Communication may be the most critical component of effective leadership, says Francis Flynn, the Paul H. Holden Professor of Organizational Behavior at Stanford Graduate School of Business: “To achieve shared goals, a leader must be able to craft a compelling message, articulate an exciting vision, and galvanize a group around a course of action.”
Frequent communication was one of the hallmarks of successful leadership through the volatility of the past year as leaders grappled with the urgent coronavirus crisis. Many leaders took a more direct management role than they otherwise would have, speaking often with staff as well as with suppliers, regulators and shareholders.
Business schools are responding by giving communication much greater prominence — although some professors say there is still a long way to go before its importance is fully reflected in teaching. Stanford in California runs an entire self-paced executive education program in “Sharpen Your Communication Skills”.
“Communication is often treated as a peripheral part of the business school curriculum,” says Flynn. “Although it’s a core skill, it’s rarely a core course.” Stanford takes a different approach than most, focusing on hard evidence in behavioral science to highlight the best approaches to communication including mitigating biases. So what makes for effective dialogue?
“Being an effective communicator means being clear and being persuasive,” Flynn says. In the Stanford course, participants focus on how to account for the perspective of others. The pandemic has prompted a shift away from the traditional command-and-control leadership style and its accompanying forms of communication. Instead, the most successful leaders are applying a more human touch.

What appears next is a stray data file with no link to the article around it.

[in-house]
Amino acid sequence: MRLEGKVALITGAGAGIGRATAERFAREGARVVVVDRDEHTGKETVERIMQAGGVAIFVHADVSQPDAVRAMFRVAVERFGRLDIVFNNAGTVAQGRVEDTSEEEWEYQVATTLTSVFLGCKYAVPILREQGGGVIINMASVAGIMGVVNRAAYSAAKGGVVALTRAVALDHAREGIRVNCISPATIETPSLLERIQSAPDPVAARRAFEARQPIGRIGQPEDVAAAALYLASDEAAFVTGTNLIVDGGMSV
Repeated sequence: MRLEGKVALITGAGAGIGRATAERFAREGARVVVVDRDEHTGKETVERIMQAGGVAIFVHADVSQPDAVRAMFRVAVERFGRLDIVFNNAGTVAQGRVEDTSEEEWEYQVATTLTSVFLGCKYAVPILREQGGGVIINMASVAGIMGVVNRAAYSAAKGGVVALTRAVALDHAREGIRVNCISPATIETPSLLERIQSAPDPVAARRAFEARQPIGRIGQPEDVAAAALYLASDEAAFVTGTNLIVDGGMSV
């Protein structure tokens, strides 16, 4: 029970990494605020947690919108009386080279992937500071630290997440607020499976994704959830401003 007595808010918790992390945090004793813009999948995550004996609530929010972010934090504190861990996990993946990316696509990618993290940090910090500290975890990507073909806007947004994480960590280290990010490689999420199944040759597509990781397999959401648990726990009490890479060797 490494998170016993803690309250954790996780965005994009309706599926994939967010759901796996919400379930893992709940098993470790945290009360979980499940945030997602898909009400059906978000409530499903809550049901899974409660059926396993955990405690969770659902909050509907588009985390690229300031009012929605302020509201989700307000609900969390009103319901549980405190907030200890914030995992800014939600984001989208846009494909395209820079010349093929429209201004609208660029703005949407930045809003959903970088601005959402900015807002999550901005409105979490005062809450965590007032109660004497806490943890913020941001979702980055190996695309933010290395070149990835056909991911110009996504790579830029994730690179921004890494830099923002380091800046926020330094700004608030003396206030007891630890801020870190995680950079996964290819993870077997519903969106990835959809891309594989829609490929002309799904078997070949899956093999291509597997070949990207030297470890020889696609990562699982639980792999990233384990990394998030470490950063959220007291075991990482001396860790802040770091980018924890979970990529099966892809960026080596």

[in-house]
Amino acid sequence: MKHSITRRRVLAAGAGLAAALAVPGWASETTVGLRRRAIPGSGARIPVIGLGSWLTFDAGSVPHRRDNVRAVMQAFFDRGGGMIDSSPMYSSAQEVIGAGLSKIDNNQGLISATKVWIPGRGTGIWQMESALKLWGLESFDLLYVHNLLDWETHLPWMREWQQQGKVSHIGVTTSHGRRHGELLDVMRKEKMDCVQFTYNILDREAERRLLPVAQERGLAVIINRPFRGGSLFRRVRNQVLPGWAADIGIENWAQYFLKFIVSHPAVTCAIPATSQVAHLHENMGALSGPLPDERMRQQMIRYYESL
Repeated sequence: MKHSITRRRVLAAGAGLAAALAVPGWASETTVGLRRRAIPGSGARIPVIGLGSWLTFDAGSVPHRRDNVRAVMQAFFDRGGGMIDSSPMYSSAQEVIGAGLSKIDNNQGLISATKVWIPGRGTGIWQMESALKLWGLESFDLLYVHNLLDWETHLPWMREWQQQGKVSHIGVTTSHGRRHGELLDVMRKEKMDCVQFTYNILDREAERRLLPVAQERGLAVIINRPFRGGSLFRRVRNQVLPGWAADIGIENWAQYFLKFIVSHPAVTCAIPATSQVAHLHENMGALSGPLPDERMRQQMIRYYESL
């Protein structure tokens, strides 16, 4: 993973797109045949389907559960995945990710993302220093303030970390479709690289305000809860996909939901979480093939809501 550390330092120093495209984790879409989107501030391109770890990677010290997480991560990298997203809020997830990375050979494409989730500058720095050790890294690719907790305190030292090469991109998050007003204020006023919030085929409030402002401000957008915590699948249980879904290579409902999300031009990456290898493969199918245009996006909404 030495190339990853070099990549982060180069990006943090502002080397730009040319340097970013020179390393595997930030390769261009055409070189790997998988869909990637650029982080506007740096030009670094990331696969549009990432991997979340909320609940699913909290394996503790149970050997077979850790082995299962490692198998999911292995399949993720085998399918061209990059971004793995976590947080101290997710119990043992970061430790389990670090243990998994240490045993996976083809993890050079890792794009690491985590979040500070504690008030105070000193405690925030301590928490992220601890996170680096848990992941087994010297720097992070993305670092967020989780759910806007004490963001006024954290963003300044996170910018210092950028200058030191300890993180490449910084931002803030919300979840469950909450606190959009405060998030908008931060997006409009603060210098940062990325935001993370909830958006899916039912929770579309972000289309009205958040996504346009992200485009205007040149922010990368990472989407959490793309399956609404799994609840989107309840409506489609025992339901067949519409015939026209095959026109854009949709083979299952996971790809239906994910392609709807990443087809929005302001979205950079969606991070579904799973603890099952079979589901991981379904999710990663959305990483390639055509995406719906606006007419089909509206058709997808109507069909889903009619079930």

“The best communicators always adapt their approach to suit their audience, ensuring a greater level of understanding and enthusiasm for their message,” says Flynn.
More executive education providers taking communication seriously
While communication may not traditionally have been a recognized aspect of business training, education providers are recognizing the need to change, says Mary Groarke, Lecturer at UCD Smurfit Executive Education.
“While technology and complex work structures have always placed demands on effective communications, the wholesale movement of employees to remote working because of the Covid-19 pandemic has accelerated this need exponentially,” she says.
UCD Smurfit School in Dublin, Ireland, offers a range of executive education programs in communication, including the three-day “Communication for Influence and Impact” course. Participants draw on their existing strengths and personalities, challenge their perceptions and develop a communication style that suits them. They do this through a combination of communications theory, role-play, interactive presentations and discussions.